In response to an FT article by Ed Luce on 16th March 2016, entitled 'Super Tuesday 2: Donald Trump’s scorched earth advance'
'Other Republican figures point out that even if Mr Trump gains a majority of delegates before July, party fixers can still bend the rules to deny him the nomination. Such a prospect would be incendiary. Yet the chances of an open Republican split cannot be ruled out. The divisions between Mr Trump and what remains of the Republican establishment are only growing as the primary season continues'
This isn't about Donald Trump - it's about the establishment losing control and not liking it. They want a selection not an election.
Having failed to derail Trump with a procession of mediocre establishment stooges, the GOP want a contested convention so that delegates can vote for whomsoever they wish in the 2nd round. I.E. They will select the 'chosen' candidate, who may even be Mitt Romney, but could be anyone with a pulse if he will do what he is told.
The GOP would much rather have Hillary in the White House than Trump. This demonstrates that whilst on the surface it looks like the US has two parties, there is in fact a 'club' that spans both. The thing that most scares them is the threat to their cushy jobs, the 'pork barrel' deals that decades of corrupt government have cemented, and the fact that Donald Trump would not sign whatever was put in front of him.
If the GOP succeed in 'stealing' the convention, Trump will run as an independent, and will take the gloves off what he knows about the dealings that go on 'behind the curtain'. If he loses the general, there will be an army of Donald Trumps running in the mid-terms. This isn't about Donald Trump - it's about the sell-by date of a political system that is rotten to the core. This story has a very long way to run.
A fellow reader replied:
"Interesting comment but could you tell me who exactly are the 'establishment'? A few names (Rudh Limbaugh? the Koch brothers?....) would be useful.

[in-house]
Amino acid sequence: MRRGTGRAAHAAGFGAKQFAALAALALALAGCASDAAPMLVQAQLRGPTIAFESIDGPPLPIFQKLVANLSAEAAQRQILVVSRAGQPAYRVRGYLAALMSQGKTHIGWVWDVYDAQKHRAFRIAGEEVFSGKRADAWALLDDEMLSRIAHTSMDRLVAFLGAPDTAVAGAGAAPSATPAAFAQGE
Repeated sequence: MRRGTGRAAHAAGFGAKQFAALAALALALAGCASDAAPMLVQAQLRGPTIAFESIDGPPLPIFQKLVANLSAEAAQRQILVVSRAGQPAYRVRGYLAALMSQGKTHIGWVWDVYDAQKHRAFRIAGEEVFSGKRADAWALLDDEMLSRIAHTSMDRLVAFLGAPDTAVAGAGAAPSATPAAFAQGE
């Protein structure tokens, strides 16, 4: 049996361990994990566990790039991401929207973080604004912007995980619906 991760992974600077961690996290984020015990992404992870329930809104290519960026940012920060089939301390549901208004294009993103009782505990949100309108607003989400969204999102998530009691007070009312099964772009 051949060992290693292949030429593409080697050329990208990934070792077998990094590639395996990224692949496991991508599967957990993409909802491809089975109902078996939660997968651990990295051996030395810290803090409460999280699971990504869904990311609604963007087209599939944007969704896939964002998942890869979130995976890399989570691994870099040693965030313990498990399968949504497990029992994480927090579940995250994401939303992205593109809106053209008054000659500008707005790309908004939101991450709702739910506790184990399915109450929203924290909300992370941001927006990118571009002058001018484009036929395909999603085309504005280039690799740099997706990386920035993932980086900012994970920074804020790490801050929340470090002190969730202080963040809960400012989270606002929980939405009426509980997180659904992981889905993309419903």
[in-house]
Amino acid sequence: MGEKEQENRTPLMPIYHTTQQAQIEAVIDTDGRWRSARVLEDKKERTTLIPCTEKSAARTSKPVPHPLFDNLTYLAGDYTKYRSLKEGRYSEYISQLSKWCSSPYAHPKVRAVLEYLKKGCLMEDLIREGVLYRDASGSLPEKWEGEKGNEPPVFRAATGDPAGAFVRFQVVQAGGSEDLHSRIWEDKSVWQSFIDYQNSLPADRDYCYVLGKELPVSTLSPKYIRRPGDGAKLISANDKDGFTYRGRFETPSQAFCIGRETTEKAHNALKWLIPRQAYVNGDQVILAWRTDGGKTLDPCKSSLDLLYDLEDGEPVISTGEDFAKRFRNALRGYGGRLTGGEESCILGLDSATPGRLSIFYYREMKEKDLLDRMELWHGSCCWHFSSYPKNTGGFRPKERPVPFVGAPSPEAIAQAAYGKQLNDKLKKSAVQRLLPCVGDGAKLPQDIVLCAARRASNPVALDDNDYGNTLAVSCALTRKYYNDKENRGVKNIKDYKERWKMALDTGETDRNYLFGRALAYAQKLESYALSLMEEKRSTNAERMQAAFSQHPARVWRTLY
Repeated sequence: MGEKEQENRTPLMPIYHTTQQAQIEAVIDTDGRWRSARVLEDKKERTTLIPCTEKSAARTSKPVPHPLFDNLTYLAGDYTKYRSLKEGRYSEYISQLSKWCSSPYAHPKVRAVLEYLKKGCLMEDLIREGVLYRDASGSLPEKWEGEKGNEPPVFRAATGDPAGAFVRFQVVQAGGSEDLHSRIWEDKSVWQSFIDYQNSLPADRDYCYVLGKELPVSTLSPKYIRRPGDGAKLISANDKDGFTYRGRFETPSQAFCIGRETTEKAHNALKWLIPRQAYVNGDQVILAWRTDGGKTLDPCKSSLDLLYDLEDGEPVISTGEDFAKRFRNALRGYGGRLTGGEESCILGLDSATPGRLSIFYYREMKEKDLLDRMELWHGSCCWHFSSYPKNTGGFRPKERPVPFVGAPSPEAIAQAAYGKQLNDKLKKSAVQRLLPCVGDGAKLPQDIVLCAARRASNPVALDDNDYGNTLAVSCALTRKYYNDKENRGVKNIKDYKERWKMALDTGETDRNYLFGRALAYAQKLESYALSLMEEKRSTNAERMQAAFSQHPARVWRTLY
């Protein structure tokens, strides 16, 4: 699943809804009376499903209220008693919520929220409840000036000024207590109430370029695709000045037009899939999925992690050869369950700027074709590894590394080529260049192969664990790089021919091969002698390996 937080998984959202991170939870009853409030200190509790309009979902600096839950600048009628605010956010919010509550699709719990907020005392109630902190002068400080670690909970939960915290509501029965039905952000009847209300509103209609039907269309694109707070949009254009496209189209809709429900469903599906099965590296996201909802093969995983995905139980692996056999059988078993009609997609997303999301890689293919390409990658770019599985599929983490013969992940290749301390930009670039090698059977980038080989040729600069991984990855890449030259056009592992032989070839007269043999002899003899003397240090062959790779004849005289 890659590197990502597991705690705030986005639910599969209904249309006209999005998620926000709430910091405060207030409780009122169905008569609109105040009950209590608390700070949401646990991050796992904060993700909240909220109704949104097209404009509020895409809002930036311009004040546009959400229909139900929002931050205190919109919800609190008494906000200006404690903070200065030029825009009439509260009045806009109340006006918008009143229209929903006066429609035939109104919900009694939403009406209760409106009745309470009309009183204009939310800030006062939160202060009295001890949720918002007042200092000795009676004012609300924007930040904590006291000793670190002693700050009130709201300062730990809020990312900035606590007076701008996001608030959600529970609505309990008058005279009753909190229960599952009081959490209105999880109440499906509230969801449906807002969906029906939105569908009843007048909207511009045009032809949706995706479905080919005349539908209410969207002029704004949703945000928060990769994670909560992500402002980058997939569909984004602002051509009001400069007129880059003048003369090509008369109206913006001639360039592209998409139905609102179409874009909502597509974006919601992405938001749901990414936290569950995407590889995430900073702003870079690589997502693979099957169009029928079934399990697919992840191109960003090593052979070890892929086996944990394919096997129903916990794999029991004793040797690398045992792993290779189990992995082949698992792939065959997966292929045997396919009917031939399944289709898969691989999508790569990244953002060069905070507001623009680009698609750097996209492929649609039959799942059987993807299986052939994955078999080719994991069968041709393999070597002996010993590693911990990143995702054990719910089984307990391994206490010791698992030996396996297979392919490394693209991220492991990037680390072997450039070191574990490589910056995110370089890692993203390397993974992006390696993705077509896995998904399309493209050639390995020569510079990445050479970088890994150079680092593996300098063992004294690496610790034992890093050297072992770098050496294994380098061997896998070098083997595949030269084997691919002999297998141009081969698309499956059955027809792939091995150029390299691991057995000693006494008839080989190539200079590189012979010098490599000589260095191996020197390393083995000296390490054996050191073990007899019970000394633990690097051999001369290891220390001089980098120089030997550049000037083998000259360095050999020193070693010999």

Conservative media chiefs like Roger Ailes at Fox, the neocons - the Cheney crowd, the Nuland crowd, the Bushes, the guys on the influential committees in Congress, the 'country club' conservatives like John Boehner. The large campaign donors from Wall Street and elsewhere, The superpacs:
E.G.1 'Conservative Solutions' is a super PAC that has been supporting Marco Rubio - they funded a $4.5 million anti-Trump campaign in March
E.G.2 Just before Iowa caucuses, Katie Packer, a former Mitt Romney campaign staffer, established a super PAC dedicated to discrediting Trump. 'Our Principles' has spent about $4.4 million on anti-Trump ads that cast him as a liberal
E.G.3 'American Future Fund' which is linked to the Kochs is focussing on his disastrous Trump University, using students in their ads and catchy phrases like “I was trumped by Trump” and “I was duped by the Donald.”
In short - follow the money.
"Thank you for answering. Do these rather disparate odds and sods add up to an 'establishment'?"
I don't think it's a group of old men who meet in a candle lit room with one trouser leg rolled up, and say 'hi' with a funny handshake, if that's what you mean :-)
'Elites' or 'Elite beneficiaries' might be better terms. It adds up a number of people from disparate groups who do very well out of a corrupt system, the status quo - who would rather see someone from within that status quo in the White House even if they are from the other side, like Hillary, rather than an 'outsider', like Trump - who cannot be controlled. 'Better the devil you know' etc.
In Brazil right now, politicians are being arrested for 'corruption' over the Petrobas affair - taking 'bungs' in exchange for government contracts, special treatment, jobs in high places etc. In the US it's called 'campaign finance' and it's 'legal'